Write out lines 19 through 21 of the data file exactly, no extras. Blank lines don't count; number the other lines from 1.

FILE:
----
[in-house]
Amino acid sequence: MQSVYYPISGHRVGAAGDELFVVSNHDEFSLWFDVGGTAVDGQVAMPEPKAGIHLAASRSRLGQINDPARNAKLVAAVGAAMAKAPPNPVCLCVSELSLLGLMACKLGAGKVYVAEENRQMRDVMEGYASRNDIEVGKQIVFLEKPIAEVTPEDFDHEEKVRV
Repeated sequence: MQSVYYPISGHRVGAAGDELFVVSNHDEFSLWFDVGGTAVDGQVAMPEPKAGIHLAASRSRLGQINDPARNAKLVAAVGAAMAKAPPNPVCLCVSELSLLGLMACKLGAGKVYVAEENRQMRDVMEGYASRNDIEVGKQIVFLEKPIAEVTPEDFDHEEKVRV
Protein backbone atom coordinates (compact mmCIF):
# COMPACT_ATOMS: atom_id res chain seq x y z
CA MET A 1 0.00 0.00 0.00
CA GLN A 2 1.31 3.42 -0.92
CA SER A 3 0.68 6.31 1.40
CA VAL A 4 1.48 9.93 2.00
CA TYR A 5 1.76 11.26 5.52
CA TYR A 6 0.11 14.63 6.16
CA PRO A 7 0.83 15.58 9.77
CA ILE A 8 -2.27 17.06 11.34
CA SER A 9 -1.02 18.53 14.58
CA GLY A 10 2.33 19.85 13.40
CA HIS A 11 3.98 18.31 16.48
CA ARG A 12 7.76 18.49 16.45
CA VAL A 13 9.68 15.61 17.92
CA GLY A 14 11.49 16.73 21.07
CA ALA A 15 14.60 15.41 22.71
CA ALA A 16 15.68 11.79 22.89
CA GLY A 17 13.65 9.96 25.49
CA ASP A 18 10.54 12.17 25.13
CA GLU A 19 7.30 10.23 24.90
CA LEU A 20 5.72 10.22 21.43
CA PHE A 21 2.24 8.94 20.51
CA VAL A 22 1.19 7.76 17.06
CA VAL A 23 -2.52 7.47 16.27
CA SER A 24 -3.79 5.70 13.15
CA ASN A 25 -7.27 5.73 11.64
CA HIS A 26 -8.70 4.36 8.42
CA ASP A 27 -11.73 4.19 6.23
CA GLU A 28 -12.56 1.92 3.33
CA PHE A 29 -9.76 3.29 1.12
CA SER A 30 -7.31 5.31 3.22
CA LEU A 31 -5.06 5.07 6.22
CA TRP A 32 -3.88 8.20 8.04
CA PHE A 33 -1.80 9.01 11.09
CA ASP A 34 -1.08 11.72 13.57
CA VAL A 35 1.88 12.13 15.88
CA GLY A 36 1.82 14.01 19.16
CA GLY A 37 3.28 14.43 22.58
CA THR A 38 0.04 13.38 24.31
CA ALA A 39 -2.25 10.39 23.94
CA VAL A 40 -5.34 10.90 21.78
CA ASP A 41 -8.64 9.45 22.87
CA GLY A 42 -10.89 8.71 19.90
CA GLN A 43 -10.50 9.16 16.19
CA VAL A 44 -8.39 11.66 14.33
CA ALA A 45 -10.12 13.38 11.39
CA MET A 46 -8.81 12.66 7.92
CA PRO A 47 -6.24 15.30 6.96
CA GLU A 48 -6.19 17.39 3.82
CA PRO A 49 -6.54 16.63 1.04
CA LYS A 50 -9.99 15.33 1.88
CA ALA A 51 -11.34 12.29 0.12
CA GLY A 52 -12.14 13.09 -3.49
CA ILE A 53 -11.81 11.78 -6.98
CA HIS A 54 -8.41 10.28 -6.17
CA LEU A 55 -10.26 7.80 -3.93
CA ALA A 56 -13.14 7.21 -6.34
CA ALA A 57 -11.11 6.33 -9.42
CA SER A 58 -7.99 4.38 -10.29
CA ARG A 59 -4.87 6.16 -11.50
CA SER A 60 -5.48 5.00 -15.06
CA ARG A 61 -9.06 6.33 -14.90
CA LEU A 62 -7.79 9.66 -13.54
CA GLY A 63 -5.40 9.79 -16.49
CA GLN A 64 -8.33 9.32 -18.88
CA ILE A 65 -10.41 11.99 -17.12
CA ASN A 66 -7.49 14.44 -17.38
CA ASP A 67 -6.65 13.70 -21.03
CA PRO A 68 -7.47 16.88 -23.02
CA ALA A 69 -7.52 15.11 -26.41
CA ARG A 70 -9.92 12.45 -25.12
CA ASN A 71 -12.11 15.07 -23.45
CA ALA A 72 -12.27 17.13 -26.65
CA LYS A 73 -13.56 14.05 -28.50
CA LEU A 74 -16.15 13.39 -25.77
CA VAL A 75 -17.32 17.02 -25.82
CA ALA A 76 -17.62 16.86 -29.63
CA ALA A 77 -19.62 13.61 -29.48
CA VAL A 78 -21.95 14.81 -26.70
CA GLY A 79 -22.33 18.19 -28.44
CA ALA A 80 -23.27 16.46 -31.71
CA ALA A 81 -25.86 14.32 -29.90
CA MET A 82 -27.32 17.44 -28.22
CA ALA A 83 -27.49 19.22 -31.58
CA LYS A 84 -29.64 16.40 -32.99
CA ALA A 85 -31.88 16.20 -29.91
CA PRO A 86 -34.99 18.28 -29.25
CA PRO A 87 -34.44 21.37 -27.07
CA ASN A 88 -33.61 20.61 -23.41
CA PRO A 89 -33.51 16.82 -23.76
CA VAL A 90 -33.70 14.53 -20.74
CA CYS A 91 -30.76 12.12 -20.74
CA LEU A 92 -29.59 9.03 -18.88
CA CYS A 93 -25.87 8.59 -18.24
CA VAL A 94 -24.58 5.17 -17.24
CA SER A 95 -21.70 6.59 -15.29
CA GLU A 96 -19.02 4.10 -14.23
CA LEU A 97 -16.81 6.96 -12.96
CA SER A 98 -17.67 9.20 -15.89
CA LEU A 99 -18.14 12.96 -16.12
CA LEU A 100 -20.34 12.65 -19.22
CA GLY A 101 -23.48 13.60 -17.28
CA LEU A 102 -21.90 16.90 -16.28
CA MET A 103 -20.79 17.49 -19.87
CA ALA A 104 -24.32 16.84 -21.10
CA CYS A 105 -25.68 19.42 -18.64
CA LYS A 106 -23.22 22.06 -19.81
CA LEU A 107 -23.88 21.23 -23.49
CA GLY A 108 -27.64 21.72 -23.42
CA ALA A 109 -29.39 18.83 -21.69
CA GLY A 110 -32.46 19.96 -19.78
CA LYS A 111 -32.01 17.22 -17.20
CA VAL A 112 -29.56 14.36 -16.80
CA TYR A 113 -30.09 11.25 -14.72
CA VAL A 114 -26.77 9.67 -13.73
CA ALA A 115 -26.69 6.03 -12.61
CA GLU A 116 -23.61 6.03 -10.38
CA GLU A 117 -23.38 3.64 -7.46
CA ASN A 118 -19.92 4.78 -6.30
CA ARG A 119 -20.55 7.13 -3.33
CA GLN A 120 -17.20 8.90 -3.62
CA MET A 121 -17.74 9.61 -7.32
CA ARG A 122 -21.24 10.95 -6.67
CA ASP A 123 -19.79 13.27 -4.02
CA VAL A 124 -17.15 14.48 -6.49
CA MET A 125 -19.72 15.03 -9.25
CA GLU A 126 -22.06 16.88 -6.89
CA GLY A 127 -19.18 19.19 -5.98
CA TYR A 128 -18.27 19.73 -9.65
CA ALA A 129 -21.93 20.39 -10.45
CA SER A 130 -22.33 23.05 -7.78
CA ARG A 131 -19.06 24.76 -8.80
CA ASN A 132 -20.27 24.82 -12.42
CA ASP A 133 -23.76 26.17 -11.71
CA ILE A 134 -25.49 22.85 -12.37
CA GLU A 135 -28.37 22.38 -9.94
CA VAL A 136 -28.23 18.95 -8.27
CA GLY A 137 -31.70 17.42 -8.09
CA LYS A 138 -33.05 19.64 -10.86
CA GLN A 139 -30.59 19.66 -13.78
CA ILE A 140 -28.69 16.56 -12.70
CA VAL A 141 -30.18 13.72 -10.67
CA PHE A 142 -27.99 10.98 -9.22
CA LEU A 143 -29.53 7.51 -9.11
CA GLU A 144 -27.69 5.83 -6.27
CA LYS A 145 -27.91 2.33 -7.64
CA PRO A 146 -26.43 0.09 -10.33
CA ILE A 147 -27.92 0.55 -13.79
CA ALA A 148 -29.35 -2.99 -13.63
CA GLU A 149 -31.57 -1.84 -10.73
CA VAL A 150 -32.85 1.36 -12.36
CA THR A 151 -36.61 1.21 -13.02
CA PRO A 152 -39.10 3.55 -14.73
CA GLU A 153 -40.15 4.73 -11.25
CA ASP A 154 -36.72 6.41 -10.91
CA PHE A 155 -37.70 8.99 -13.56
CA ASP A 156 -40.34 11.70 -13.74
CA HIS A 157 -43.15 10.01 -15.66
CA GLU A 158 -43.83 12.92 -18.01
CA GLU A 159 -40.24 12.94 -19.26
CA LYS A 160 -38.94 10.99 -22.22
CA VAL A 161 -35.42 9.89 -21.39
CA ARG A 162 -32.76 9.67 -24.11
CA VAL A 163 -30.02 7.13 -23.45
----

CA GLY A 14 11.49 16.73 21.07
CA ALA A 15 14.60 15.41 22.71
CA ALA A 16 15.68 11.79 22.89